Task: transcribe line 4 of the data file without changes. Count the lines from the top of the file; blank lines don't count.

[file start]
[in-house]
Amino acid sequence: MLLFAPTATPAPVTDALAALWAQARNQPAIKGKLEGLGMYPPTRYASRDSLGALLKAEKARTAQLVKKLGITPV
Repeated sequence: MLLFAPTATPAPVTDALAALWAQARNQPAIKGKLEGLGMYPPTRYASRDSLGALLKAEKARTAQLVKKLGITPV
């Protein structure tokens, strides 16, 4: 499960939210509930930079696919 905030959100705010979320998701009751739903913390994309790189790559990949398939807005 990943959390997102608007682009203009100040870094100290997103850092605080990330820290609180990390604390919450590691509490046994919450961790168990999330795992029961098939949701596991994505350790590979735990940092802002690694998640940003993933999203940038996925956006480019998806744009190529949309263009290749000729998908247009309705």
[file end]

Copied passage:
């Protein structure tokens, strides 16, 4: 499960939210509930930079696919 905030959100705010979320998701009751739903913390994309790189790559990949398939807005 990943959390997102608007682009203009100040870094100290997103850092605080990330820290609180990390604390919450590691509490046994919450961790168990999330795992029961098939949701596991994505350790590979735990940092802002690694998640940003993933999203940038996925956006480019998806744009190529949309263009290749000729998908247009309705």